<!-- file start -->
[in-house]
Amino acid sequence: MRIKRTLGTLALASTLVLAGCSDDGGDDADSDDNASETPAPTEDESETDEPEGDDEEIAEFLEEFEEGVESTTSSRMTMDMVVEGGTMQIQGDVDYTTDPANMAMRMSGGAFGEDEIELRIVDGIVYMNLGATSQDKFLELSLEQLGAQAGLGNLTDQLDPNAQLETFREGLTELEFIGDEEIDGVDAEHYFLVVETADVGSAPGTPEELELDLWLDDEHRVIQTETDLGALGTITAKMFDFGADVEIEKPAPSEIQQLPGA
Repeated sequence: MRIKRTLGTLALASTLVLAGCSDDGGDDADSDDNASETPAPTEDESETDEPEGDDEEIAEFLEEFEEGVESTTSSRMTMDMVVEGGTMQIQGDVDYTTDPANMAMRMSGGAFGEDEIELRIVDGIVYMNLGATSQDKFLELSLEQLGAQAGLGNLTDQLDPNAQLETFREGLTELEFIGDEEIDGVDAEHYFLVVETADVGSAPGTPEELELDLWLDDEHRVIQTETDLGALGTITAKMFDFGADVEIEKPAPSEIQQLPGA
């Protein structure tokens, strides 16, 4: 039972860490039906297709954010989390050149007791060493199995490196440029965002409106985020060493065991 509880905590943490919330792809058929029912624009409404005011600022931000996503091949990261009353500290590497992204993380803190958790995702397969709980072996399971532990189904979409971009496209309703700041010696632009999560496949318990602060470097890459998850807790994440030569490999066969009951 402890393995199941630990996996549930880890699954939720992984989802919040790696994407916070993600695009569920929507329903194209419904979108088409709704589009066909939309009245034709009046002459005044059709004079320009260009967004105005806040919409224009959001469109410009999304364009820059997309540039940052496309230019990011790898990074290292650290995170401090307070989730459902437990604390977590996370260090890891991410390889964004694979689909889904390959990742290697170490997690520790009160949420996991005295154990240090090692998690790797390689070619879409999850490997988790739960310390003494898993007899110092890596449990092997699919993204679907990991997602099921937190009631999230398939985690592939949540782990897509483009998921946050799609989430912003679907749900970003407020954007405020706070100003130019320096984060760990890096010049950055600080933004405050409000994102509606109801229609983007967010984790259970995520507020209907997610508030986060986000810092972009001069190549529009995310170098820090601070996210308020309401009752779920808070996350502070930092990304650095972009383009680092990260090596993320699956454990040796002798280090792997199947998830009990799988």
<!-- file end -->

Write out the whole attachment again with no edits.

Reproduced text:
[in-house]
Amino acid sequence: MRIKRTLGTLALASTLVLAGCSDDGGDDADSDDNASETPAPTEDESETDEPEGDDEEIAEFLEEFEEGVESTTSSRMTMDMVVEGGTMQIQGDVDYTTDPANMAMRMSGGAFGEDEIELRIVDGIVYMNLGATSQDKFLELSLEQLGAQAGLGNLTDQLDPNAQLETFREGLTELEFIGDEEIDGVDAEHYFLVVETADVGSAPGTPEELELDLWLDDEHRVIQTETDLGALGTITAKMFDFGADVEIEKPAPSEIQQLPGA
Repeated sequence: MRIKRTLGTLALASTLVLAGCSDDGGDDADSDDNASETPAPTEDESETDEPEGDDEEIAEFLEEFEEGVESTTSSRMTMDMVVEGGTMQIQGDVDYTTDPANMAMRMSGGAFGEDEIELRIVDGIVYMNLGATSQDKFLELSLEQLGAQAGLGNLTDQLDPNAQLETFREGLTELEFIGDEEIDGVDAEHYFLVVETADVGSAPGTPEELELDLWLDDEHRVIQTETDLGALGTITAKMFDFGADVEIEKPAPSEIQQLPGA
């Protein structure tokens, strides 16, 4: 039972860490039906297709954010989390050149007791060493199995490196440029965002409106985020060493065991 509880905590943490919330792809058929029912624009409404005011600022931000996503091949990261009353500290590497992204993380803190958790995702397969709980072996399971532990189904979409971009496209309703700041010696632009999560496949318990602060470097890459998850807790994440030569490999066969009951 402890393995199941630990996996549930880890699954939720992984989802919040790696994407916070993600695009569920929507329903194209419904979108088409709704589009066909939309009245034709009046002459005044059709004079320009260009967004105005806040919409224009959001469109410009999304364009820059997309540039940052496309230019990011790898990074290292650290995170401090307070989730459902437990604390977590996370260090890891991410390889964004694979689909889904390959990742290697170490997690520790009160949420996991005295154990240090090692998690790797390689070619879409999850490997988790739960310390003494898993007899110092890596449990092997699919993204679907990991997602099921937190009631999230398939985690592939949540782990897509483009998921946050799609989430912003679907749900970003407020954007405020706070100003130019320096984060760990890096010049950055600080933004405050409000994102509606109801229609983007967010984790259970995520507020209907997610508030986060986000810092972009001069190549529009995310170098820090601070996210308020309401009752779920808070996350502070930092990304650095972009383009680092990260090596993320699956454990040796002798280090792997199947998830009990799988």